Few of us like to interact with cops – like scabies, they are best avoided entirely. But when do you have a choice – and when don’t you have a choice about interacting with a costumed enforcer? When are you legally required to identify yourself? To produce ID? Laws vary, state to state, but here are some general things to know:
The (so-called) “consensual” interaction
This generally applies to pedestrians and so on – people out in public, but not operating a motor vehicle.
A cop may – like anyone else – approach you at any time and ask you questions. He is not required to have “reasonable suspicion” a crime has been committed – much less “probable cause” suggesting that a crime has been committed.
Most people – because they have been taught to defer to people wearing state-issued costumes – will answer a cop’s questions, even though they would rather not – and probably would not have, if the person asking were just an ordinary citizen as opposed to a costumed enforcer. They feelpressured. Some will show their IDs, if asked – and even grant permission to let the cop rifle through their possessions.
Arguably, all of this is less than consensual, real-world-wise, if not legally speaking. Because it can be intimidating to find yourself face to face with one of the state’s costumed (and armed) enforcers. Absent the costume (and the gun) you might be inclined to tell the person to piss off and leave you the hell alone.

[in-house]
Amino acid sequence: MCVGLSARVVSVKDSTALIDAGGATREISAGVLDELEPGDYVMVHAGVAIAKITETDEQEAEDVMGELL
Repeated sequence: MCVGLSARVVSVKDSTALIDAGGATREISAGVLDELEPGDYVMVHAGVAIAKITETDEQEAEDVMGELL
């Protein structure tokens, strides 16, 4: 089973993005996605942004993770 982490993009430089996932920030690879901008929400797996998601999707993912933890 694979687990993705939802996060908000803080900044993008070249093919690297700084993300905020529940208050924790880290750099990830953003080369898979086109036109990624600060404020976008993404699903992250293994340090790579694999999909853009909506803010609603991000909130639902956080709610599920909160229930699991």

However, you are not legally obliged to provide your ID, or even tell the cop your name – much less answer the cop’s questions – if the encounter is “consensual.”
Unless the cop has some legally valid reason for detaining you (more on this in a minute) you have every legal right to simply walk away. And that’s how you determine whether the encounter is, in fact, consensual. By asking him a question: Am I free to go?
The cop will either say yes – or no. If yes, that’s it. Walk away.
If the answer is no, then you are being detained.
Very important: Always ask the question – am I free to go? – and get an answer. Because if you don’t – and just walk away – the cop could claim later on that you “ignored a lawful order” (or “resisted”) and might escalate the situation in a way you will not like.
You want things crystal clear and openly stated – with no room for misinterpretation. If at all possible, turn on a recording device the moment you are faced with a costumed enforcer.
Detention (Terry stop)
This is the step preceding arrest. The cop has (or claims) a “reasonable suspicion” that some specific violation of law has occurred (or is about to occur) and has temporarily detained you for purposes of further investigation. As a practical matter, all traffic stops are Terry stops – named after a landmark Supreme Court case.